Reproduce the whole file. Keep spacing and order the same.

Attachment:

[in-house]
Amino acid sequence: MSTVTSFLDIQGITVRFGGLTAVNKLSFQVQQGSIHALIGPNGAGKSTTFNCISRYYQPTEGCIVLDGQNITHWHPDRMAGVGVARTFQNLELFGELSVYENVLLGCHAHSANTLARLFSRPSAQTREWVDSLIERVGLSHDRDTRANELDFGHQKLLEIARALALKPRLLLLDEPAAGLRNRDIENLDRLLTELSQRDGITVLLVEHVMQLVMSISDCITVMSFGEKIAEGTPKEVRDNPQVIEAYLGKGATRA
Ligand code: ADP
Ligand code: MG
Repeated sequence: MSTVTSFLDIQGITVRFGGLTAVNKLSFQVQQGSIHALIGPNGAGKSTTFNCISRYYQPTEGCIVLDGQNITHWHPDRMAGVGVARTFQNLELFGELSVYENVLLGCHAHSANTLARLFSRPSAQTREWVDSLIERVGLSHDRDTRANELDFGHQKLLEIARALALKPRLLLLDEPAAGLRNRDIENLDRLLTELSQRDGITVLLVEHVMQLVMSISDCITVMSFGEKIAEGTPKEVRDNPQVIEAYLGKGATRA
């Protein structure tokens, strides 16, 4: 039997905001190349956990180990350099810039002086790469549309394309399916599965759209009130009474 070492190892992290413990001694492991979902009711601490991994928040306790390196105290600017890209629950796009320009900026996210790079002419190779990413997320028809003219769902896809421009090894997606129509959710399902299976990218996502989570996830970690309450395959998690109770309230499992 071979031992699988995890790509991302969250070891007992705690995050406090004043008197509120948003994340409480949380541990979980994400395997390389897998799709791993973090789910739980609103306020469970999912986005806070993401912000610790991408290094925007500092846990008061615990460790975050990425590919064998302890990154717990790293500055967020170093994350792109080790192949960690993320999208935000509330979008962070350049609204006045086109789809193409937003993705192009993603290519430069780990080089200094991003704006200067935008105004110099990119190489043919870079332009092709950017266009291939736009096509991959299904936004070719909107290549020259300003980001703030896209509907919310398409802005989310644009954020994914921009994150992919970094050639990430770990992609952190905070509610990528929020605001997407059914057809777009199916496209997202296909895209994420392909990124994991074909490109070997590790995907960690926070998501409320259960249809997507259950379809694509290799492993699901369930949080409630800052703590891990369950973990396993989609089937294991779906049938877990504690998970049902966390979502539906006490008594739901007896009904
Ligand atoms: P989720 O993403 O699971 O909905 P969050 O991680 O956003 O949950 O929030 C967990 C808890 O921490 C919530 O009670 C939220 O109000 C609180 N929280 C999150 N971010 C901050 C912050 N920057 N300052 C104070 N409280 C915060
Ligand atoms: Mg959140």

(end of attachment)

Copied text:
[in-house]
Amino acid sequence: MSTVTSFLDIQGITVRFGGLTAVNKLSFQVQQGSIHALIGPNGAGKSTTFNCISRYYQPTEGCIVLDGQNITHWHPDRMAGVGVARTFQNLELFGELSVYENVLLGCHAHSANTLARLFSRPSAQTREWVDSLIERVGLSHDRDTRANELDFGHQKLLEIARALALKPRLLLLDEPAAGLRNRDIENLDRLLTELSQRDGITVLLVEHVMQLVMSISDCITVMSFGEKIAEGTPKEVRDNPQVIEAYLGKGATRA
Ligand code: ADP
Ligand code: MG
Repeated sequence: MSTVTSFLDIQGITVRFGGLTAVNKLSFQVQQGSIHALIGPNGAGKSTTFNCISRYYQPTEGCIVLDGQNITHWHPDRMAGVGVARTFQNLELFGELSVYENVLLGCHAHSANTLARLFSRPSAQTREWVDSLIERVGLSHDRDTRANELDFGHQKLLEIARALALKPRLLLLDEPAAGLRNRDIENLDRLLTELSQRDGITVLLVEHVMQLVMSISDCITVMSFGEKIAEGTPKEVRDNPQVIEAYLGKGATRA
């Protein structure tokens, strides 16, 4: 039997905001190349956990180990350099810039002086790469549309394309399916599965759209009130009474 070492190892992290413990001694492991979902009711601490991994928040306790390196105290600017890209629950796009320009900026996210790079002419190779990413997320028809003219769902896809421009090894997606129509959710399902299976990218996502989570996830970690309450395959998690109770309230499992 071979031992699988995890790509991302969250070891007992705690995050406090004043008197509120948003994340409480949380541990979980994400395997390389897998799709791993973090789910739980609103306020469970999912986005806070993401912000610790991408290094925007500092846990008061615990460790975050990425590919064998302890990154717990790293500055967020170093994350792109080790192949960690993320999208935000509330979008962070350049609204006045086109789809193409937003993705192009993603290519430069780990080089200094991003704006200067935008105004110099990119190489043919870079332009092709950017266009291939736009096509991959299904936004070719909107290549020259300003980001703030896209509907919310398409802005989310644009954020994914921009994150992919970094050639990430770990992609952190905070509610990528929020605001997407059914057809777009199916496209997202296909895209994420392909990124994991074909490109070997590790995907960690926070998501409320259960249809997507259950379809694509290799492993699901369930949080409630800052703590891990369950973990396993989609089937294991779906049938877990504690998970049902966390979502539906006490008594739901007896009904
Ligand atoms: P989720 O993403 O699971 O909905 P969050 O991680 O956003 O949950 O929030 C967990 C808890 O921490 C919530 O009670 C939220 O109000 C609180 N929280 C999150 N971010 C901050 C912050 N920057 N300052 C104070 N409280 C915060
Ligand atoms: Mg959140």